Guest Column: Extreme Partisanship Is Hurting Wyoming Businesses

Rep. Trey Sherwood writes, “Many of my colleagues at the Capitol — and particularly in the radical Freedom Caucus — are actively trying to defund state agencies and programs that I have seen firsthand help Wyoming businesses flourish.”

CS
CSD Staff

March 04, 20244 min read

Sherwood 3 5 24

I am optimistic that Wyoming can grow its small businesses, create good-paying jobs at local companies and successfully diversify its statewide economy.

I am hopeful because, as director of Laramie’s Main Street program, I’ve been deeply involved in the process of developing a thriving downtown business district.

Since 2021, I’ve brought my passion for building local economies to the Wyoming House of Representatives. As a Democratic state legislator, I advocate for laws and a budget that invests in our communities and supports hardworking small businesses across our state.

Unfortunately, many of my colleagues at the Capitol — and particularly in the radical Freedom Caucus — are actively trying to defund state agencies and programs that I have seen firsthand help Wyoming businesses flourish.

Instead of joining together to make sure our communities prosper, much of their time is spent fighting over hot-button social issues that have nothing to do with the budget or making sure we have industries that provide good-paying jobs tomorrow and into the future.

This extreme partisanship is bad for business and blocks what’s best for Wyoming.

Myself, and my Democratic colleagues, are dedicated to making smart investments in the budget and crafting policies that help communities and businesses, regardless of their size, succeed.

Back in my district, entrepreneurs are the heart of Albany County’s economy. We lack the energy industries that are major business drivers elsewhere in the state. As Wyoming tries to diversify its economy and create good-paying jobs in other sectors like health care and manufacturing, growing our small business communities — from Evanston to Sundance, from Burns to Alpine — will be a major part of the solution.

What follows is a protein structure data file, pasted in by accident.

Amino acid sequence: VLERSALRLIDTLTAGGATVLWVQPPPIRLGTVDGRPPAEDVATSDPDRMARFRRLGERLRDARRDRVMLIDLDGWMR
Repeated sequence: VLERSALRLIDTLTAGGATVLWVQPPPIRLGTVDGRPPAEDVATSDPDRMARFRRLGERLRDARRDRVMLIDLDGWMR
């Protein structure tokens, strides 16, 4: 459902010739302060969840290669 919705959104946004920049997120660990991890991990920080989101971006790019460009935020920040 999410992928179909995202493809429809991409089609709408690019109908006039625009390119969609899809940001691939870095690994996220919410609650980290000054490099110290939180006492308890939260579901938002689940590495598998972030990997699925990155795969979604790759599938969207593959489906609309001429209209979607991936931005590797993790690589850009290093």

This is why the proposals I bring as a state lawmaker focus on solutions to problems facing local businesses. I sponsored two bills this year: one to make it easier for communities to deal with abandoned or nuisance buildings, and another to allow workers to buy into a voluntary insurance plan for family and medical leave coverage.

No matter how appealing a local business makes itself, it won’t find success if there’s a crumbling building next door full of junk. We need to provide municipalities tools to deal with these nuisances, including offering tax credits to the property owners to remove dangerous buildings or bring them up to code.

At the same time, small businesses often struggle to afford comprehensive insurance for their employees. I’ve witnessed local employers lose talented young workers to larger companies with better benefits — often out of state — when they decide to start a family. Establishing a voluntary paid leave program would allow skilled employees to raise families while working in our small businesses without burdening their employers.

Both of these bills won bipartisan majorities of support when I brought them to the Legislature this year, but opposition from the Freedom Caucus stopped them from receiving the two-thirds vote they needed for introduction during a budget session.

While I’m disappointed these bills died, I’ll bring them back next year because Wyoming’s small business owners deserve solutions. I am more disheartened by the Legislature’s general lack of focus on strengthening our local economies and, in some cases, the outright hostility from some toward state-funded programs that help businesses succeed.

By and large, the Wyoming House passed a version of the budget that is very pro-business, helpful to large and small companies alike. But this is only because we managed to defeat attempts by Freedom Caucus members to cut funding from the Wyoming Business Council, the Business Ready Community Grant Program, the Women’s Small Business Development Center, the Wyoming Tourism Board, and the public schools and community colleges that train our workforce.

The lawmakers who argue that we should cut the legs out from under these agencies are the same ones who say that small Wyoming towns shouldn’t exist because they’re “welfare states.”

I disagree. Wyoming is a small town with long streets, and the well-being of my community depends on the success of my neighbor. We cannot build a future for our state by defunding business and workforce services. The voters in my district want good jobs, affordable healthcare, quality schools, and public lands where we can recreate.

These are not partisan issues — they’re Wyoming issues that I and my fellow Democrats will continue to prioritize despite the bickering and political rhetoric that grabs the spotlight these days.

Trey Sherwood represents House District 14 in Laramie

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